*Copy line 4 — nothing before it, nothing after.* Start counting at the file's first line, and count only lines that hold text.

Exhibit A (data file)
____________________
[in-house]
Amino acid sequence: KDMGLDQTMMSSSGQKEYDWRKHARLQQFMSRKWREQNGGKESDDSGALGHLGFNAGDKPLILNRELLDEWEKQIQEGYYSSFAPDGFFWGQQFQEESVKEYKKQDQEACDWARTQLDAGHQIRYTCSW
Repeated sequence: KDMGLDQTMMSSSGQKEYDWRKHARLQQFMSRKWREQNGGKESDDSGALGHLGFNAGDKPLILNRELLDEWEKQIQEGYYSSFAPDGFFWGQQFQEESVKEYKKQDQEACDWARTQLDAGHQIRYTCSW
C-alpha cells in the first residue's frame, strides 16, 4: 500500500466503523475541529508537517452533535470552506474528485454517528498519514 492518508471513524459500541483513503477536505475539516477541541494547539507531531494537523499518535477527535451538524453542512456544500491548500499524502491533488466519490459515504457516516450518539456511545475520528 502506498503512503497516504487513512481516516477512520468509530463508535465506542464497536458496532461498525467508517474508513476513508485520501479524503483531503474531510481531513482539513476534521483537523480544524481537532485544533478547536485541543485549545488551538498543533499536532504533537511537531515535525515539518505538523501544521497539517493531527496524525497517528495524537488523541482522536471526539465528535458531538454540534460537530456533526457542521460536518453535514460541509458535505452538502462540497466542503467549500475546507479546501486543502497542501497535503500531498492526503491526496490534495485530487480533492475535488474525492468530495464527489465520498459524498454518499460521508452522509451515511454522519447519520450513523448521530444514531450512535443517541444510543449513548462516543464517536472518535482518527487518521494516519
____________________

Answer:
C-alpha cells in the first residue's frame, strides 16, 4: 500500500466503523475541529508537517452533535470552506474528485454517528498519514 492518508471513524459500541483513503477536505475539516477541541494547539507531531494537523499518535477527535451538524453542512456544500491548500499524502491533488466519490459515504457516516450518539456511545475520528 502506498503512503497516504487513512481516516477512520468509530463508535465506542464497536458496532461498525467508517474508513476513508485520501479524503483531503474531510481531513482539513476534521483537523480544524481537532485544533478547536485541543485549545488551538498543533499536532504533537511537531515535525515539518505538523501544521497539517493531527496524525497517528495524537488523541482522536471526539465528535458531538454540534460537530456533526457542521460536518453535514460541509458535505452538502462540497466542503467549500475546507479546501486543502497542501497535503500531498492526503491526496490534495485530487480533492475535488474525492468530495464527489465520498459524498454518499460521508452522509451515511454522519447519520450513523448521530444514531450512535443517541444510543449513548462516543464517536472518535482518527487518521494516519